European banks fuel hunger

Woman and child with a sign saying No land, No food

Photo: Friends of the Earth International

European banks, pension funds and insurance companies are increasing global hunger and poverty. They are speculating on food prices and financing land grabs in poorer countries, according to a new report by Friends of the Earth Europe.

The report analyses the activities of 29 European banks, pension funds and insurance companies. These include:

  • Barclays Bank Also trade as: Aviva life insurance
  • Royal Bank of Scotland Also trade as: Green Flag; Churchill Insurance; Direct Line; Ulster Bank; NatWest Bank; and Coutts Bank
  • HSBC Also trade as: Amanah Home Finance; and Premier Car Insurance
  • Lloyds Bank Also trade as: Halifax Bank; Birmingham Midshires; Clerical Medical; Cheltenham and Gloucester; Scottish Widows; Intelligent Finance; Lex Autolease; St Andrews's Group; St James Palace Bank
  • Santander Bank Also trade as: Cahoot online banking; Alliance & Leicester; Abbey Bank; Cater Allen Bank
  • AXA Also trade as: Sun Life; and Swiftcover.

The Farming Money report reveals the heavy involvement of these financial institutions in food speculation and the direct, or indirect, financing of land grabbing. Environmental and development organisations want strict regulation to stop these destructive activities.

Food speculation and the financing of land grabbing leads to a catastrophic instability in global food prices. This forces millions of people into poverty and hunger. European banks, insurers and funds that speculate on food and land are gambling with peoples’ lives whilst making huge profits. This industry needs stricter regulation to protect the poorest in society.

Friends of the Earth Europe wants financial institutions to investigate and publish their involvement in food speculation and investments in land. Banks, pension funds and insurers should end their speculation in financial products based on staple foods, which threatens the human right to food. European regulators should introduce caps on the size of bets speculators can make on food prices to curb excessive speculation.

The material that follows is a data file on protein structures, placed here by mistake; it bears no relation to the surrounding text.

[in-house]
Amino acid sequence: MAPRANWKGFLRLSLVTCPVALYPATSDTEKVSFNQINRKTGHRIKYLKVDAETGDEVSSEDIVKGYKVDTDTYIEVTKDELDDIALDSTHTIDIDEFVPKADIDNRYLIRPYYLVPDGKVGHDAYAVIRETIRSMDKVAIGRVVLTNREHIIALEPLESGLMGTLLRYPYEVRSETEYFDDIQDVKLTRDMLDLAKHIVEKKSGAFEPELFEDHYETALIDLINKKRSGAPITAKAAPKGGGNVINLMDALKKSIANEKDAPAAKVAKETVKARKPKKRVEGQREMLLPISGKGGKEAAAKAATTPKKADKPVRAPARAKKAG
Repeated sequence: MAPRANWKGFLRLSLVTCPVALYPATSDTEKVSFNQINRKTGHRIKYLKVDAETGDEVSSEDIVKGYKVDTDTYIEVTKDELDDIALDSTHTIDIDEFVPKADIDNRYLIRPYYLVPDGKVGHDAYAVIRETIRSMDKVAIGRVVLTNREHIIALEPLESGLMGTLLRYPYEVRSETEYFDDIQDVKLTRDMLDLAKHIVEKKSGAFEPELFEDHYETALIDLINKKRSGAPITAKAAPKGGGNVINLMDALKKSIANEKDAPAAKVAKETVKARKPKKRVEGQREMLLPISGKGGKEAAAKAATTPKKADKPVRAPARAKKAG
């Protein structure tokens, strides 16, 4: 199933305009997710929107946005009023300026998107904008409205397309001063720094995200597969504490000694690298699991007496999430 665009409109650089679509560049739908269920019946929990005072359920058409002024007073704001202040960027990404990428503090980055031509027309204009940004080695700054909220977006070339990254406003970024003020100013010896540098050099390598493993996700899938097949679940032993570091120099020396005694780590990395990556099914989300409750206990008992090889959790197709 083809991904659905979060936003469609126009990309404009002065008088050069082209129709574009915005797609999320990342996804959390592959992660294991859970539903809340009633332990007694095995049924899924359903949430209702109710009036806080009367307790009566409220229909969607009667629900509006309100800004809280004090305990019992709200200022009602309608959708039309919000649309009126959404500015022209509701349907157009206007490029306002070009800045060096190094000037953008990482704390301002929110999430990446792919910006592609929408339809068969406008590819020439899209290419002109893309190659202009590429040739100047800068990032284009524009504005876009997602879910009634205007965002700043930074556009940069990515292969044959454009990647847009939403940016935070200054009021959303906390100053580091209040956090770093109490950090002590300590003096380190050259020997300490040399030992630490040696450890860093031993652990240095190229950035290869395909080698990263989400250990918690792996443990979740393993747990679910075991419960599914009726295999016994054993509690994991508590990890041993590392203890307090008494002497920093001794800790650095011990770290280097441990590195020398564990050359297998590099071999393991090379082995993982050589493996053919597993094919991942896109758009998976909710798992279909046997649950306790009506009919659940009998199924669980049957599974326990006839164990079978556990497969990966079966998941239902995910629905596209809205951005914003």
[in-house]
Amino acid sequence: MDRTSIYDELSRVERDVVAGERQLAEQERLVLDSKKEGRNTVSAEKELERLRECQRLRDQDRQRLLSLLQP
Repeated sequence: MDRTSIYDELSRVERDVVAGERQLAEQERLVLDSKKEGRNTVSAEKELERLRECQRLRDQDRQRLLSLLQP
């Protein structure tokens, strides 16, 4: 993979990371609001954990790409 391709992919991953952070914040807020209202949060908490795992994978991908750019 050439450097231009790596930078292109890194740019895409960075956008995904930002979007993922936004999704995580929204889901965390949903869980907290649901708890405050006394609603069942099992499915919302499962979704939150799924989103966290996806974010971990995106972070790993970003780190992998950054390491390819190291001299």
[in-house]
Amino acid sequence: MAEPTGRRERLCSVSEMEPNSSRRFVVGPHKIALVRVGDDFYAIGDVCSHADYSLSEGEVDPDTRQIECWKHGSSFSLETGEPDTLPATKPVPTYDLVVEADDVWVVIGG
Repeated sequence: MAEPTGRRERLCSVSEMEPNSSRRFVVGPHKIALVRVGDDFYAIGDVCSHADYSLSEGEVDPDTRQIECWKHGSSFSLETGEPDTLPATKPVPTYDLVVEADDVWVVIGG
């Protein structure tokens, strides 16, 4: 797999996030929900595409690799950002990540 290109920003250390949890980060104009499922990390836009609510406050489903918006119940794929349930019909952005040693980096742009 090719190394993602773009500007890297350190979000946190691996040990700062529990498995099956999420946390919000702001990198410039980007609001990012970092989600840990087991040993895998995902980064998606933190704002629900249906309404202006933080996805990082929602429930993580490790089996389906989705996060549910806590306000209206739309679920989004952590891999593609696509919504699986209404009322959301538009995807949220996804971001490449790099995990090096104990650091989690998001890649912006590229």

Barclays Bank

Barclays is considered to be the third largest player in the commodities market worldwide. In 2009 Barclays Capital had US $7.9bn invested in commodities including agricultural commodities. The World Development Movement estimate that Barclays makes up to £340 million per year from speculating on food commodities.

Royal Bank of Scotland

RBS offers at least 50 products based on agricultural commodity futures. These have investments of around €249.31m in agricultural commodities such as wheat, soy, corn, cotton, and livestock. They also have part-funded loans to companies investing in palm oil and rubber plantations in Africa and south-east Asia.


None of the funds HSBC offer is specifically built around agricultural commodities, although many include commodities more generally. Outside Europe, HSBC appears to market commodities investments that include agricultural products. HSBC has been an important financier of Latin American agrofuels companies and finances palm oil companies in south-east Asia which violate human rights. They also have investments in companies linked to land grabs in Africa and South America.

Lloyds Bank

Lloyds offer several funds that invest in agribusiness companies. These have major holdings in palm oil, grain, oil seed, cotton, soybean and corn. The size of Lloyds' loans to agricultural traders is unclear because most are joint ventures, but they are likely run into hundreds of millions of US dollars.

Santander Bank

Santander has comparatively little investment in agricultural commodities with €793m invested in proprietary trading and €252m invested in commodity derivatives in 2010.

AXA Insurance

AXA has two funds that have up US $169.7m invested in agricultural commodities. They are also financing agribusinesses and forestry businesses that have been linked to land grabs to the tune of US $1.86bn

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